New devices offer reduced power consumption for mobile devices, advanced control of the I2C-bus for high-reliability applications
Royal Philips Electronics today introduced a new series of I2C-bus controlled push-pull General-Purpose Input/Outputs (GPIOs). The new devices offer reduced power consumption to extend the battery life of mobile devices. As an industry first, the new GPIOs feature both an interrupt output and reset input. This enables the I2C-bus to be quickly reset, which is especially important for high-reliability applications such as servers where a hang up of the I2C-bus could cause failure of the system.
In applications such as mobile phones and PDAs, there is often a need for a greater number of GPIOs than that already integrated into the processor. Removing the internal pull-up resistor in existing Philips' GPIOs allows designers to add additional GPIOs into battery powered systems while minimizing the current consumption, thus sustaining battery life. Additionally, some of these new devices have both an interrupt output pin and hardware reset input pin. This provides server manufacturers such as IBM with an easy solution to recover the I2C-bus without the need to cycle power, enabling positive control of the bus and negating the need to restart the server when errors occur. The external reset pin offers the software programmers an easy way to simplify the programming sequence by simply resetting all registers.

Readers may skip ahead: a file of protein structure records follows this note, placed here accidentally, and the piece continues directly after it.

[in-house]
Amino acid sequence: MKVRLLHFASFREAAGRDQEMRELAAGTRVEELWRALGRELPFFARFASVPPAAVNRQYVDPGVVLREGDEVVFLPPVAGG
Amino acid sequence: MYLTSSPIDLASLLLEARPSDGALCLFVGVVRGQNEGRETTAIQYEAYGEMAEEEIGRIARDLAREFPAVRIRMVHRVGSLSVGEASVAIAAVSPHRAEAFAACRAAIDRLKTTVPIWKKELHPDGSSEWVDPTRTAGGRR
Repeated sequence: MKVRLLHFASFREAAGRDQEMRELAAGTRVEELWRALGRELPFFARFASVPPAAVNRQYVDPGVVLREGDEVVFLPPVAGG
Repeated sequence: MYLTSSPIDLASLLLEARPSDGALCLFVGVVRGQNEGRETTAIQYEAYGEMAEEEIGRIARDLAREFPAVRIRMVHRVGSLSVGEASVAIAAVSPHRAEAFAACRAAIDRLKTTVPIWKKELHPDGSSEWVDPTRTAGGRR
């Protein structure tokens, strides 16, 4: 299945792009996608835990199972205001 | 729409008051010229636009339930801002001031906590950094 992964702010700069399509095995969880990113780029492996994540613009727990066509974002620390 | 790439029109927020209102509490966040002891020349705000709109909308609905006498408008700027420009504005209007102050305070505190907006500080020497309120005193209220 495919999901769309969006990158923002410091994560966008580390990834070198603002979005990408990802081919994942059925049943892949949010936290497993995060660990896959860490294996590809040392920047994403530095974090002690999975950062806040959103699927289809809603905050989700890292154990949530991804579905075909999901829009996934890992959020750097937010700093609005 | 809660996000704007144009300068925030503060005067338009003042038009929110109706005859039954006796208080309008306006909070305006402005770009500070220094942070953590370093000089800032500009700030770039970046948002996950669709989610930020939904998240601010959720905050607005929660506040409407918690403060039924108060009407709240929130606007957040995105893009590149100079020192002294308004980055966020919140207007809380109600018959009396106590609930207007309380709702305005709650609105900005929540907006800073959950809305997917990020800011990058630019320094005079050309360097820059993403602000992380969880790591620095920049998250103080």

"Philips' new PCA9538/9539 I/O expanders integrate push pull outputs, interrupt and hardware reset - all the functions we need for reliable server operation - into a single package," said Bob Christopher, senior engineer, advanced server technology development, IBM Corporation. "This enables us to reduce real estate and lower our component count. The parts maintain a software interface consistent with that of PCA9554/9555 so that, aside from an address change, existing code need not change."
"With this new family of low power I2C GPIOs, Philips is expanding its innovative I2C solution offerings to system manufacturers, enabling unprecedented design flexibility in bit width and feature set," said Pierre-Yves Lesaicherre, general manager, Interface Products business line at Philips Semiconductors. "As a result, the new devices are ideal not only for server applications but a broad range of portable applications such as mobile phones and PDAs where power consumption and battery life are key concerns."
The new 4-, 8- and 16-bit devices have similar footprints to Philips' existing widely used I2C GPIOs, enabling easy migration for applications where totem pole outputs are required but without internal pull up resistors.
The PCA9534 and PCA9535, both with interrupt outputs, are designed for mobile applications where low power consumption is required. The PCA9536 is an inexpensive 4-bit GPIO, the only new device that includes internal pull up resistors, in a very small 8-pin package. The PCA9537, PCA9538 and PCA9539 are 4-, 8- and 16-bit GPIOs respectively, and feature both an interrupt output and reset input.
Products in the PCA953x GPIO family are offered in SO, TSSOP and HVQFN packages. The 8-bit PCA9534 and PCA9538 are available in 16-pin SO, TSSOP and HVQFN. The 16-bit PCA9535 and PCA9539 are available in 24-pin SO, TSSOP and HVQFN in quantities of 10K. The 4-bit PCA9536 and PCA9537 are available in 8-pin and 10-pin 3 mm x 3 mm TSSOP (MSOP) respectively in quantities of 10K. All devices are available in volume except the PCA9536 and PCA9537, which are currently sampling and will be available in volume by the end of 2004.
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